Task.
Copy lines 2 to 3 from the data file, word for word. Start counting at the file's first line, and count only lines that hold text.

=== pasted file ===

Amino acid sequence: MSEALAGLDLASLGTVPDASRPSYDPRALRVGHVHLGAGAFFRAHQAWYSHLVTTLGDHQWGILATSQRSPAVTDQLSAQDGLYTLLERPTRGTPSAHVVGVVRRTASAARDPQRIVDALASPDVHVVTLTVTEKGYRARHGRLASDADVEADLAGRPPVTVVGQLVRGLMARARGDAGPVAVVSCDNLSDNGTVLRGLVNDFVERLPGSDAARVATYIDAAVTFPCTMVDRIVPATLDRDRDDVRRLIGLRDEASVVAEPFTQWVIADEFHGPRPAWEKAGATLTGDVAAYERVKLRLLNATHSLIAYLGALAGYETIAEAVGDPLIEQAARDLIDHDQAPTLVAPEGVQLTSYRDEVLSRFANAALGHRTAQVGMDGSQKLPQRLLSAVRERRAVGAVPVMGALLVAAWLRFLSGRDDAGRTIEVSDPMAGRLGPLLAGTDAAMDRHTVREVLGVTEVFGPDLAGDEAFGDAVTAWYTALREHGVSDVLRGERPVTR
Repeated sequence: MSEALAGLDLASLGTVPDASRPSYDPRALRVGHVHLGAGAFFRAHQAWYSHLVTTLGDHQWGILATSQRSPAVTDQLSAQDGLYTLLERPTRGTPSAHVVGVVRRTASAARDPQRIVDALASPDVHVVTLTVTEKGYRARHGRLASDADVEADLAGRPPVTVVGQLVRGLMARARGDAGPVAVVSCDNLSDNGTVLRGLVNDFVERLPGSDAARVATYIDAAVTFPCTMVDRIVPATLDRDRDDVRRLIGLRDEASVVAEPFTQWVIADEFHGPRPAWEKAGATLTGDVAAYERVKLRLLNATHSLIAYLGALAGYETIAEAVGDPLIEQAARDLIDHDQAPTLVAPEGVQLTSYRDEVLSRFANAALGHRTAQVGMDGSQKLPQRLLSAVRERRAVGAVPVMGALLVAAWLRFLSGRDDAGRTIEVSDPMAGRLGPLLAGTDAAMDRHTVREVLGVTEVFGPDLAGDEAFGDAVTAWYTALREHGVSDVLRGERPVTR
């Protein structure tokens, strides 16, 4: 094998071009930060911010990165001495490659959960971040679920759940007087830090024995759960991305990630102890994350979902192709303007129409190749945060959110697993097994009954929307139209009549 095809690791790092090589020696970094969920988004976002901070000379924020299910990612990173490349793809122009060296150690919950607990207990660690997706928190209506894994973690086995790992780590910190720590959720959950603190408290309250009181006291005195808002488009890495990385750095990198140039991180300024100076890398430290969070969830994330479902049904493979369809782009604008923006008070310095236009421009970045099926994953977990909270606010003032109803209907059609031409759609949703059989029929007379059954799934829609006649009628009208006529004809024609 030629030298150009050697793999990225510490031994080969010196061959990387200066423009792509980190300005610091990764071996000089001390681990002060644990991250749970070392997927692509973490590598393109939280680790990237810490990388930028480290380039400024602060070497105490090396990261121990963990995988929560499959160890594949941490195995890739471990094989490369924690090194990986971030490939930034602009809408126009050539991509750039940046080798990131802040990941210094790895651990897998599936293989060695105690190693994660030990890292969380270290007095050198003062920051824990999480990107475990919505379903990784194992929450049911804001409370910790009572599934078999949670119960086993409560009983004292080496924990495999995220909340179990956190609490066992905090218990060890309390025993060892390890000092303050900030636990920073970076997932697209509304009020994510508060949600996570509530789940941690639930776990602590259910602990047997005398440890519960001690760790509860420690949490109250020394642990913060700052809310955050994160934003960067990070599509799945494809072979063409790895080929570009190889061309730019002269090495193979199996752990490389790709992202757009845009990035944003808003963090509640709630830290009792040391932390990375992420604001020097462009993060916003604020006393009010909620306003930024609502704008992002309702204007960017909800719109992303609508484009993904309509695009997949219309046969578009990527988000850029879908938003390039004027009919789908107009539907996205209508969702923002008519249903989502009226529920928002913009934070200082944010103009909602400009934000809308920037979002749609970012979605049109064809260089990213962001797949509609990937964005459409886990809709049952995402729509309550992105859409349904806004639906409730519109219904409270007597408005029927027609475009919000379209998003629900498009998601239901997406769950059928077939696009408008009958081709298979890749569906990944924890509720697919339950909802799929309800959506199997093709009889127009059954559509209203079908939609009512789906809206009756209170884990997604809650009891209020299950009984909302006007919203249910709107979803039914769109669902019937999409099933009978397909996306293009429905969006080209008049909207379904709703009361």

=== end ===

Repeated sequence: MSEALAGLDLASLGTVPDASRPSYDPRALRVGHVHLGAGAFFRAHQAWYSHLVTTLGDHQWGILATSQRSPAVTDQLSAQDGLYTLLERPTRGTPSAHVVGVVRRTASAARDPQRIVDALASPDVHVVTLTVTEKGYRARHGRLASDADVEADLAGRPPVTVVGQLVRGLMARARGDAGPVAVVSCDNLSDNGTVLRGLVNDFVERLPGSDAARVATYIDAAVTFPCTMVDRIVPATLDRDRDDVRRLIGLRDEASVVAEPFTQWVIADEFHGPRPAWEKAGATLTGDVAAYERVKLRLLNATHSLIAYLGALAGYETIAEAVGDPLIEQAARDLIDHDQAPTLVAPEGVQLTSYRDEVLSRFANAALGHRTAQVGMDGSQKLPQRLLSAVRERRAVGAVPVMGALLVAAWLRFLSGRDDAGRTIEVSDPMAGRLGPLLAGTDAAMDRHTVREVLGVTEVFGPDLAGDEAFGDAVTAWYTALREHGVSDVLRGERPVTR
């Protein structure tokens, strides 16, 4: 094998071009930060911010990165001495490659959960971040679920759940007087830090024995759960991305990630102890994350979902192709303007129409190749945060959110697993097994009954929307139209009549 095809690791790092090589020696970094969920988004976002901070000379924020299910990612990173490349793809122009060296150690919950607990207990660690997706928190209506894994973690086995790992780590910190720590959720959950603190408290309250009181006291005195808002488009890495990385750095990198140039991180300024100076890398430290969070969830994330479902049904493979369809782009604008923006008070310095236009421009970045099926994953977990909270606010003032109803209907059609031409759609949703059989029929007379059954799934829609006649009628009208006529004809024609 030629030298150009050697793999990225510490031994080969010196061959990387200066423009792509980190300005610091990764071996000089001390681990002060644990991250749970070392997927692509973490590598393109939280680790990237810490990388930028480290380039400024602060070497105490090396990261121990963990995988929560499959160890594949941490195995890739471990094989490369924690090194990986971030490939930034602009809408126009050539991509750039940046080798990131802040990941210094790895651990897998599936293989060695105690190693994660030990890292969380270290007095050198003062920051824990999480990107475990919505379903990784194992929450049911804001409370910790009572599934078999949670119960086993409560009983004292080496924990495999995220909340179990956190609490066992905090218990060890309390025993060892390890000092303050900030636990920073970076997932697209509304009020994510508060949600996570509530789940941690639930776990602590259910602990047997005398440890519960001690760790509860420690949490109250020394642990913060700052809310955050994160934003960067990070599509799945494809072979063409790895080929570009190889061309730019002269090495193979199996752990490389790709992202757009845009990035944003808003963090509640709630830290009792040391932390990375992420604001020097462009993060916003604020006393009010909620306003930024609502704008992002309702204007960017909800719109992303609508484009993904309509695009997949219309046969578009990527988000850029879908938003390039004027009919789908107009539907996205209508969702923002008519249903989502009226529920928002913009934070200082944010103009909602400009934000809308920037979002749609970012979605049109064809260089990213962001797949509609990937964005459409886990809709049952995402729509309550992105859409349904806004639906409730519109219904409270007597408005029927027609475009919000379209998003629900498009998601239901997406769950059928077939696009408008009958081709298979890749569906990944924890509720697919339950909802799929309800959506199997093709009889127009059954559509209203079908939609009512789906809206009756209170884990997604809650009891209020299950009984909302006007919203249910709107979803039914769109669902019937999409099933009978397909996306293009429905969006080209008049909207379904709703009361």